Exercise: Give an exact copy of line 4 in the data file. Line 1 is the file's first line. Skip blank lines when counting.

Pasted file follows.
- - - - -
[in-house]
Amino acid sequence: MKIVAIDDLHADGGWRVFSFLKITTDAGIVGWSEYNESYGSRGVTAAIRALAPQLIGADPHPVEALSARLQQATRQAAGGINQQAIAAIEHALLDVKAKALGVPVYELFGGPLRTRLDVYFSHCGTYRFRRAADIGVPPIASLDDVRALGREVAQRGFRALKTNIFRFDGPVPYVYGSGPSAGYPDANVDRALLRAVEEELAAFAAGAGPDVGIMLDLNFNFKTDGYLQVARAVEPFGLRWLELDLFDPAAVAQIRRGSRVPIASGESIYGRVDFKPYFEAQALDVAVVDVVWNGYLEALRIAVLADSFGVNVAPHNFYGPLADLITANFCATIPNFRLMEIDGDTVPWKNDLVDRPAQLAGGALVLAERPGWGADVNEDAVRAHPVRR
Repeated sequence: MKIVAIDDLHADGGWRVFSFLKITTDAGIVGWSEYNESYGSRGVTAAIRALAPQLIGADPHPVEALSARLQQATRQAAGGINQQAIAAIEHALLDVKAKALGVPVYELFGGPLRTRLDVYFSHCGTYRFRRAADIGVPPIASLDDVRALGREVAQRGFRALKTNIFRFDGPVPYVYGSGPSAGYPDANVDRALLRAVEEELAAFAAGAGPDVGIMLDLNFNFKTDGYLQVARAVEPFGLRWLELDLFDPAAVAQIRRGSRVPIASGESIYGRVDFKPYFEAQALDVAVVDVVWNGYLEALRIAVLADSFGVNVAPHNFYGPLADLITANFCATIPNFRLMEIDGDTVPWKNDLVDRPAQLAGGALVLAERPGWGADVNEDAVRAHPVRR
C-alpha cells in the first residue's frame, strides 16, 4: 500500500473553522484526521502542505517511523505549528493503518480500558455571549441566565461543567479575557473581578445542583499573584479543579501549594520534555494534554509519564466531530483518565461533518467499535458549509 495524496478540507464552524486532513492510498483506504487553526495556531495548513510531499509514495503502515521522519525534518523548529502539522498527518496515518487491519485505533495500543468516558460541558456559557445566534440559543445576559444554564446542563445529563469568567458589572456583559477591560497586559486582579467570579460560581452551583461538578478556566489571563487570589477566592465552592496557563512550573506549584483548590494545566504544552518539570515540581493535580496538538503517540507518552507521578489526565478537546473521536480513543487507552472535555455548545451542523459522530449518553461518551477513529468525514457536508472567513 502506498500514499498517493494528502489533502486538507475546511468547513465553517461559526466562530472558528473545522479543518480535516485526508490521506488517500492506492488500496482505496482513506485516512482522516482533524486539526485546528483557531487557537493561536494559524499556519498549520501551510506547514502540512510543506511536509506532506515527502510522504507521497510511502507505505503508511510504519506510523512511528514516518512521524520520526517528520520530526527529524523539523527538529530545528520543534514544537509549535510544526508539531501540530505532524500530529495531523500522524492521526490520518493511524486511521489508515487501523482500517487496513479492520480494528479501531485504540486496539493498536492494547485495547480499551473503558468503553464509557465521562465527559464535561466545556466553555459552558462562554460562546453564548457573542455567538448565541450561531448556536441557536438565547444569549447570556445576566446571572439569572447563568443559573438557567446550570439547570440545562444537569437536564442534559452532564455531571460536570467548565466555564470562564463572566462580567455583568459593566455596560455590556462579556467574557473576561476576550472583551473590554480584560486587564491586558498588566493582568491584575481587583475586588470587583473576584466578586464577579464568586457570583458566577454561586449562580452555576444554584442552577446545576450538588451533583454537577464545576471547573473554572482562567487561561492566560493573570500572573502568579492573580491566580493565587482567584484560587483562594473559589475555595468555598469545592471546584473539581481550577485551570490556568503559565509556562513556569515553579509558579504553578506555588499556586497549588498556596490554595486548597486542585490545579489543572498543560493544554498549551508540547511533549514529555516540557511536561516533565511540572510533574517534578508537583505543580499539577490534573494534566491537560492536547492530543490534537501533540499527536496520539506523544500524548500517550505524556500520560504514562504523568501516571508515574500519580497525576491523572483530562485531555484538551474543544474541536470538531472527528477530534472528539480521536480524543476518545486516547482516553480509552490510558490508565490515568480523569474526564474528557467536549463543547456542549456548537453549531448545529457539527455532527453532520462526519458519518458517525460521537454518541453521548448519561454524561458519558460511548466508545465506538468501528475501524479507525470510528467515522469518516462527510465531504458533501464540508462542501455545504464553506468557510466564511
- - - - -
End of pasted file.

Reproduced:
C-alpha cells in the first residue's frame, strides 16, 4: 500500500473553522484526521502542505517511523505549528493503518480500558455571549441566565461543567479575557473581578445542583499573584479543579501549594520534555494534554509519564466531530483518565461533518467499535458549509 495524496478540507464552524486532513492510498483506504487553526495556531495548513510531499509514495503502515521522519525534518523548529502539522498527518496515518487491519485505533495500543468516558460541558456559557445566534440559543445576559444554564446542563445529563469568567458589572456583559477591560497586559486582579467570579460560581452551583461538578478556566489571563487570589477566592465552592496557563512550573506549584483548590494545566504544552518539570515540581493535580496538538503517540507518552507521578489526565478537546473521536480513543487507552472535555455548545451542523459522530449518553461518551477513529468525514457536508472567513 502506498500514499498517493494528502489533502486538507475546511468547513465553517461559526466562530472558528473545522479543518480535516485526508490521506488517500492506492488500496482505496482513506485516512482522516482533524486539526485546528483557531487557537493561536494559524499556519498549520501551510506547514502540512510543506511536509506532506515527502510522504507521497510511502507505505503508511510504519506510523512511528514516518512521524520520526517528520520530526527529524523539523527538529530545528520543534514544537509549535510544526508539531501540530505532524500530529495531523500522524492521526490520518493511524486511521489508515487501523482500517487496513479492520480494528479501531485504540486496539493498536492494547485495547480499551473503558468503553464509557465521562465527559464535561466545556466553555459552558462562554460562546453564548457573542455567538448565541450561531448556536441557536438565547444569549447570556445576566446571572439569572447563568443559573438557567446550570439547570440545562444537569437536564442534559452532564455531571460536570467548565466555564470562564463572566462580567455583568459593566455596560455590556462579556467574557473576561476576550472583551473590554480584560486587564491586558498588566493582568491584575481587583475586588470587583473576584466578586464577579464568586457570583458566577454561586449562580452555576444554584442552577446545576450538588451533583454537577464545576471547573473554572482562567487561561492566560493573570500572573502568579492573580491566580493565587482567584484560587483562594473559589475555595468555598469545592471546584473539581481550577485551570490556568503559565509556562513556569515553579509558579504553578506555588499556586497549588498556596490554595486548597486542585490545579489543572498543560493544554498549551508540547511533549514529555516540557511536561516533565511540572510533574517534578508537583505543580499539577490534573494534566491537560492536547492530543490534537501533540499527536496520539506523544500524548500517550505524556500520560504514562504523568501516571508515574500519580497525576491523572483530562485531555484538551474543544474541536470538531472527528477530534472528539480521536480524543476518545486516547482516553480509552490510558490508565490515568480523569474526564474528557467536549463543547456542549456548537453549531448545529457539527455532527453532520462526519458519518458517525460521537454518541453521548448519561454524561458519558460511548466508545465506538468501528475501524479507525470510528467515522469518516462527510465531504458533501464540508462542501455545504464553506468557510466564511